The Ice Cream Flavor You Can Basically Only Get In Canada

When it comes to Canadian cuisine, a list of contributions from the United States' neighbor to the north that comes to mind might include familiar fare that is readily available stateside, like poutine, Tim Hortons' donuts, or even Labatt Blue. Interestingly, not all of the culinary staples from the Great White North have made their way to the United States. As a matter of fact, one of these staples is an ice cream flavor that you might have a hard time finding anywhere outside of Canada.

That elusive flavor is Tiger Tail, an intriguing ice cream flavor that was widely available in Canadian soda fountains from the 1950s through the 1970s, according to Atlas Obscura. The flavor is a big hit with (some) kids and even those grown-up kids who want to relive their childhood. Today, there are local and international creameries in Canada still selling this nostalgic flavor. Since the thought of a striped big cat's rear appendage might not conjure familiar taste associations, you might have questions.

But, what is Tiger Tail ice cream?

You probably don't have to possess "Private Eyes"-level detective skills to deduce what two colors make up the appearance of Tiger Tail ice cream. What may surprise you, though, is what flavors make up those orange and black stripes. According to Chapman's, which bills itself as Canada's largest independent ice cream maker, its Tiger Tail is a creamy orange flavor "striped with a black licorice ripple." Both Kawartha Dairy, a family-owned dairy company that is over 80 years old (via Kawartha's website), and Nestle Canada (yes, that Nestle) sell similarly concocted flavors. Sometimes, like in the case of Nestle, the flavor goes by the repetitive name "Tiger Tiger."

Tiger Tail has a fervent fan base. According to Ashley Chapman, Vice President of Chapman's Ice Cream, the company keeps the flavor on the roster "because loyal tiger tail fans raise an enormous fuss whenever its future appears in jeopardy" (via New York Times). Unfortunately, it's hard to locate the distinctive flavor outside of Canada, but if your curiosity is piqued there is some good news. You might be able to recreate it at home! Love in my Oven has a recipe for No-Churn Tiger Tail Ice Cream. The recipe doesn't require an ice cream maker, and it uses extracts you can likely find at a local grocery store. The recipe does come with one major caution, though, that you may have already guessed concerning Tiger's Tail's likability: "it might be one of those flavors that you either HATE or LOVE."

Tiger Tail has had a comeback tour

One Canadian brand that now carries Tiger Tail ice cream hasn't always made this flavor. President's Choice, a private Canadian label, rediscovered the throwback flavor, and it paid off. In a 2010 article, former product developer for the brand Sita Kacker told a comical inside story to Suzie the Foodie about the company's introduction to the flavor: "Our senior management team remembered the flavor as a childhood favorite. I had never had it as a child, and they joked around that I was too young. So we nicknamed it the Old Man Flavor!"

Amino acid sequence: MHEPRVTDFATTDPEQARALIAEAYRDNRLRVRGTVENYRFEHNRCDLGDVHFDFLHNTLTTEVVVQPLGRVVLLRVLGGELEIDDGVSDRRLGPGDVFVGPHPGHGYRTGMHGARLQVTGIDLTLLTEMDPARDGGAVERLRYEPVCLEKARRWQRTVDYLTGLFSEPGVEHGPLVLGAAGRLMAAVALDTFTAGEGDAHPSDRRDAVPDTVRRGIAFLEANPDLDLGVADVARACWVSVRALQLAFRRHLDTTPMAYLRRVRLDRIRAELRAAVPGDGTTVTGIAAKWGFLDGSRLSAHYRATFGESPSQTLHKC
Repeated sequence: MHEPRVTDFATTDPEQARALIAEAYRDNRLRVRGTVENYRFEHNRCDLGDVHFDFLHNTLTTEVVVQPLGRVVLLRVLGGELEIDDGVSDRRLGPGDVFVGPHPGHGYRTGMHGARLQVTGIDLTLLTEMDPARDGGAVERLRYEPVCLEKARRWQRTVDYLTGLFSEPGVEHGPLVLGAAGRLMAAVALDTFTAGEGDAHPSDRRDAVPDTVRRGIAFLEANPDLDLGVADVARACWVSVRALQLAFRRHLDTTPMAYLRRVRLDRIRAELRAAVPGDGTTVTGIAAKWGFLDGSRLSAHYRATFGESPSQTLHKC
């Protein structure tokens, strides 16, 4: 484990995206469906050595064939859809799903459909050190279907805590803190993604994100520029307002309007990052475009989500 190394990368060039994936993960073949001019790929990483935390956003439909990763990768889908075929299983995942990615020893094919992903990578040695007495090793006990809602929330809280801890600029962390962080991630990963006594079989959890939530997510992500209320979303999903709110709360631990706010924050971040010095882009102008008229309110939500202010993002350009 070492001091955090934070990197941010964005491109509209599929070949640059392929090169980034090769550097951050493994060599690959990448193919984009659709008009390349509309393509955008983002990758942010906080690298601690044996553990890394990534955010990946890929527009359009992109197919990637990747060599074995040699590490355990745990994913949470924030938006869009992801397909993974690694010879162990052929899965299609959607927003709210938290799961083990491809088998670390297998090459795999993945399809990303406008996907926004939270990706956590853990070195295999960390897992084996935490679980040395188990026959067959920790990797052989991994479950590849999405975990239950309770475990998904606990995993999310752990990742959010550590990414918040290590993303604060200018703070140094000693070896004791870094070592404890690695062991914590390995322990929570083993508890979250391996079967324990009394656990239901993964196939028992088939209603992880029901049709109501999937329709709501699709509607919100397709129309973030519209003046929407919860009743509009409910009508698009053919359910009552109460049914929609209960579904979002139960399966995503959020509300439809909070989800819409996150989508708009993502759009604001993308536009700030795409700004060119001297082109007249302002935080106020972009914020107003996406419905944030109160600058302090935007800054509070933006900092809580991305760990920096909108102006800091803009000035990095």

Kacker admitted that she had to do a little hunting to find Tiger Tail ice cream to have a frame of reference for recreating it. Ultimately, it was a good thing President's Choice took the gamble on the flavor because Kacker says they received great feedback on the product. As she told Suzie the Foodie, "Apparently, it was a long-lost treasure." She also noted that classic flavors have a way of "transporting you back to your childhood." (Now, that we can relate to. Craving a Baskin-Robbins clown cone? Just us?) The sentimentality for the sweet has a lot to do with the flavor's timeless popularity. Of course, not everyone feels so tender towards this particular blend of flavors.

Tiger Tail may not be for everyone

If the thought of mixing orange and licorice flavor together doesn't exactly make you salivate, you're not alone. The dislike for black licorice may even be something some people are born with, according to Marcia Pelchat, an associate member of the Monell Chemical Senses Center in Philadelphia (via NBC News). This isn't lost on Marie Porter, who has created a homemade Tiger Tail ice cream recipe and even a Tiger Tail cake inspired by the flavor. She points out the polarizing nature of the flavor on Celebration Generation: "While I realize that this tiger tail ice cream recipe will be heartily welcomed by many of my Canadian readers, I also realize that it will sound weird — or outright disgusting — to most of my American readers."

Porter explains that the flavor "may sound a little wacky to people who haven't been exposed to it, but seriously — even kids love this stuff back home." For Americans who do enjoy the flavor of black licorice, she encourages you to give it a try and even has a trick from childhood she shares for savoring the flavor: "As a kid, I used to eat the ice cream from around the thickest parts of ribbon, leaving the best for last." If you're like us, though, resisting the urge to devour your favorite bite of dessert until the very end might be even harder than finding Tiger Tail ice cream in the first place!